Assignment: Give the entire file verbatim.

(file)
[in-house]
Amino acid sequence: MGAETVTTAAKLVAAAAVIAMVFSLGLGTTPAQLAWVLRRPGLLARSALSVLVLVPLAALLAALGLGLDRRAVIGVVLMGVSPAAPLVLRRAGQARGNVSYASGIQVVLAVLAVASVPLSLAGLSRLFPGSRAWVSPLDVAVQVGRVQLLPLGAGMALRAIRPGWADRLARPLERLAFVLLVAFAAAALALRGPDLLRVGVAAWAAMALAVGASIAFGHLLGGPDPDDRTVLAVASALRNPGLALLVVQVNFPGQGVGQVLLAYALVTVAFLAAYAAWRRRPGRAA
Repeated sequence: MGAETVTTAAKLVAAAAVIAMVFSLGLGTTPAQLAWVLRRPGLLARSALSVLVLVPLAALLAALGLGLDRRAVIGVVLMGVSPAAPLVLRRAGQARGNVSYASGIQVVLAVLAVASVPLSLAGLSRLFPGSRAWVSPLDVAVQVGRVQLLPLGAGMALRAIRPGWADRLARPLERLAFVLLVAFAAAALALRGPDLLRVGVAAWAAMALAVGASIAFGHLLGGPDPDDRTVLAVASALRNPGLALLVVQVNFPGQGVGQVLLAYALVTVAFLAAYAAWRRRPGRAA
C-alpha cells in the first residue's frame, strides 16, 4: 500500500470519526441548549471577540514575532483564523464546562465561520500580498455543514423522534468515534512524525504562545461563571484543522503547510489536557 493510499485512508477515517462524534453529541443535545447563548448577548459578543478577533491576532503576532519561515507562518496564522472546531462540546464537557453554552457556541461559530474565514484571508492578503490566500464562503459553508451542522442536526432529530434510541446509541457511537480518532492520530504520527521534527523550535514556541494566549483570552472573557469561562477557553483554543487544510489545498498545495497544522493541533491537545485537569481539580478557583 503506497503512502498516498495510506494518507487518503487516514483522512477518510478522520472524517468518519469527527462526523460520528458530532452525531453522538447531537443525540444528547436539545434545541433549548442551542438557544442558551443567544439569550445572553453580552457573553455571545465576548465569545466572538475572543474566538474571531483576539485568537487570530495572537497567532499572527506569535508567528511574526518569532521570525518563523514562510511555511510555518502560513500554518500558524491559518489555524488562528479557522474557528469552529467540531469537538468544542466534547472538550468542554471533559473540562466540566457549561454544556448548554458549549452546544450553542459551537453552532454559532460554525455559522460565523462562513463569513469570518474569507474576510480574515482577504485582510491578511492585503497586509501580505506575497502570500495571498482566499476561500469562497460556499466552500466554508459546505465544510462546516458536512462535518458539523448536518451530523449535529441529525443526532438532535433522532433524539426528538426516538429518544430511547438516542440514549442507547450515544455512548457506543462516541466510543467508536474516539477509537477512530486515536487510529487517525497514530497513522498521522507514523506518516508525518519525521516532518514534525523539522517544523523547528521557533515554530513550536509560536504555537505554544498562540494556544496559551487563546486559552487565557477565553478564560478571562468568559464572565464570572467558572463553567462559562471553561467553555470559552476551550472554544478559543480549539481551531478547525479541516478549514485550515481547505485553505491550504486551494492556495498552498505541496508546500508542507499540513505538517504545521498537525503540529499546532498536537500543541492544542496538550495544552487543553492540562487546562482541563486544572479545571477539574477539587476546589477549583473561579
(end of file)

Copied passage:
[in-house]
Amino acid sequence: MGAETVTTAAKLVAAAAVIAMVFSLGLGTTPAQLAWVLRRPGLLARSALSVLVLVPLAALLAALGLGLDRRAVIGVVLMGVSPAAPLVLRRAGQARGNVSYASGIQVVLAVLAVASVPLSLAGLSRLFPGSRAWVSPLDVAVQVGRVQLLPLGAGMALRAIRPGWADRLARPLERLAFVLLVAFAAAALALRGPDLLRVGVAAWAAMALAVGASIAFGHLLGGPDPDDRTVLAVASALRNPGLALLVVQVNFPGQGVGQVLLAYALVTVAFLAAYAAWRRRPGRAA
Repeated sequence: MGAETVTTAAKLVAAAAVIAMVFSLGLGTTPAQLAWVLRRPGLLARSALSVLVLVPLAALLAALGLGLDRRAVIGVVLMGVSPAAPLVLRRAGQARGNVSYASGIQVVLAVLAVASVPLSLAGLSRLFPGSRAWVSPLDVAVQVGRVQLLPLGAGMALRAIRPGWADRLARPLERLAFVLLVAFAAAALALRGPDLLRVGVAAWAAMALAVGASIAFGHLLGGPDPDDRTVLAVASALRNPGLALLVVQVNFPGQGVGQVLLAYALVTVAFLAAYAAWRRRPGRAA
C-alpha cells in the first residue's frame, strides 16, 4: 500500500470519526441548549471577540514575532483564523464546562465561520500580498455543514423522534468515534512524525504562545461563571484543522503547510489536557 493510499485512508477515517462524534453529541443535545447563548448577548459578543478577533491576532503576532519561515507562518496564522472546531462540546464537557453554552457556541461559530474565514484571508492578503490566500464562503459553508451542522442536526432529530434510541446509541457511537480518532492520530504520527521534527523550535514556541494566549483570552472573557469561562477557553483554543487544510489545498498545495497544522493541533491537545485537569481539580478557583 503506497503512502498516498495510506494518507487518503487516514483522512477518510478522520472524517468518519469527527462526523460520528458530532452525531453522538447531537443525540444528547436539545434545541433549548442551542438557544442558551443567544439569550445572553453580552457573553455571545465576548465569545466572538475572543474566538474571531483576539485568537487570530495572537497567532499572527506569535508567528511574526518569532521570525518563523514562510511555511510555518502560513500554518500558524491559518489555524488562528479557522474557528469552529467540531469537538468544542466534547472538550468542554471533559473540562466540566457549561454544556448548554458549549452546544450553542459551537453552532454559532460554525455559522460565523462562513463569513469570518474569507474576510480574515482577504485582510491578511492585503497586509501580505506575497502570500495571498482566499476561500469562497460556499466552500466554508459546505465544510462546516458536512462535518458539523448536518451530523449535529441529525443526532438532535433522532433524539426528538426516538429518544430511547438516542440514549442507547450515544455512548457506543462516541466510543467508536474516539477509537477512530486515536487510529487517525497514530497513522498521522507514523506518516508525518519525521516532518514534525523539522517544523523547528521557533515554530513550536509560536504555537505554544498562540494556544496559551487563546486559552487565557477565553478564560478571562468568559464572565464570572467558572463553567462559562471553561467553555470559552476551550472554544478559543480549539481551531478547525479541516478549514485550515481547505485553505491550504486551494492556495498552498505541496508546500508542507499540513505538517504545521498537525503540529499546532498536537500543541492544542496538550495544552487543553492540562487546562482541563486544572479545571477539574477539587476546589477549583473561579